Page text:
We all like it when our kids share. But there are certain acts of generosity that we're not so crazy about — like the sharing of germs, bad habits… and prescription meds.

Researchers conducted a survey of 592 kids between the ages of 12 and 17 and found that 20 percent of them share their meds, while another 20 percent admit to borrowing them. Because it's a survey, remember that this is the number that will admit to it – which means the real number is likely higher.

Much higher.

I'll be honest here – I wasn't surprised when I read about this in August in the Journal of Adolescent Health, but it's probably a real eye-opener for many adults – especially parents.

The survey found that kids most often share allergy meds and powerful painkillers, but they also "prescribe" each other antibiotics, antidepressants and anti-anxiety meds, among others.

The problem hits the kids in two ways: First, they are at risk of taking a drug that could give them an allergic reaction, side effects or worse. In fact, more than a third of the borrowers said they experienced some kind of reaction from the borrowed meds.

Second, this habit of self-medication means some may not go to a doctor when they should, instead choosing to visit the "doctor" in the next locker or the "pharmacist" on the playground.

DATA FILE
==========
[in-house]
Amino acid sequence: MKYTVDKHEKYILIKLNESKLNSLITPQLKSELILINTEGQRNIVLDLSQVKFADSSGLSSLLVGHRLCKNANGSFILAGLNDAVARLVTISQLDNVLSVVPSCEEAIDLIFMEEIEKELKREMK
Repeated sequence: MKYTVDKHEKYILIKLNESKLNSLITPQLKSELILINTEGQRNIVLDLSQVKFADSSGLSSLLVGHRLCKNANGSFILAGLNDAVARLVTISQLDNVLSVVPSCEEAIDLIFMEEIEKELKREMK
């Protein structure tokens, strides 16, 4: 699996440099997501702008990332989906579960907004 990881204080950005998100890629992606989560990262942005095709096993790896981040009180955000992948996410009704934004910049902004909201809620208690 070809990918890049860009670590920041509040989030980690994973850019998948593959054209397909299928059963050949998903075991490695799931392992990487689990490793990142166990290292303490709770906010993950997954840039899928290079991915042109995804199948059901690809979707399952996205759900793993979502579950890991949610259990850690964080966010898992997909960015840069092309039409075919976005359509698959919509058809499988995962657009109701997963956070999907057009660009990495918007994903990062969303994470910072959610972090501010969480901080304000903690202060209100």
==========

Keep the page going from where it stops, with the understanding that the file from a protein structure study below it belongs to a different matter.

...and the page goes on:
So children with problems that require real attention aren't getting it, putting your kids at risk not only for their original conditions, but from the complications that come from ignoring them.

And the survey shows that when these kids do make it to the doctor, 40 percent of them "forget" to mention the borrowed meds, putting them at risk for overdose or interactions when the doctor writes a real prescription.

Now, it's disturbing enough that kids are doing it – but adults who should know better do it too. In fact, we're worse than the kids. Some studies have shown that up to 40 percent of adults have shared their meds.

As a nation, we've become far too comfortable with drugs. Medications aren't a big deal to many of us – but they should be. Because so many of us take so many pills, we don't see them for what they really are: dangerous drugs with the potential for terrible side effects.

So let's start with our kids on this one and hope they grow up with a healthier respect for the powers – and dangers – of prescription drugs. Teach them that sharing is good when it comes to school supplies, sandwiches and even opinions.

But not when it comes to meds.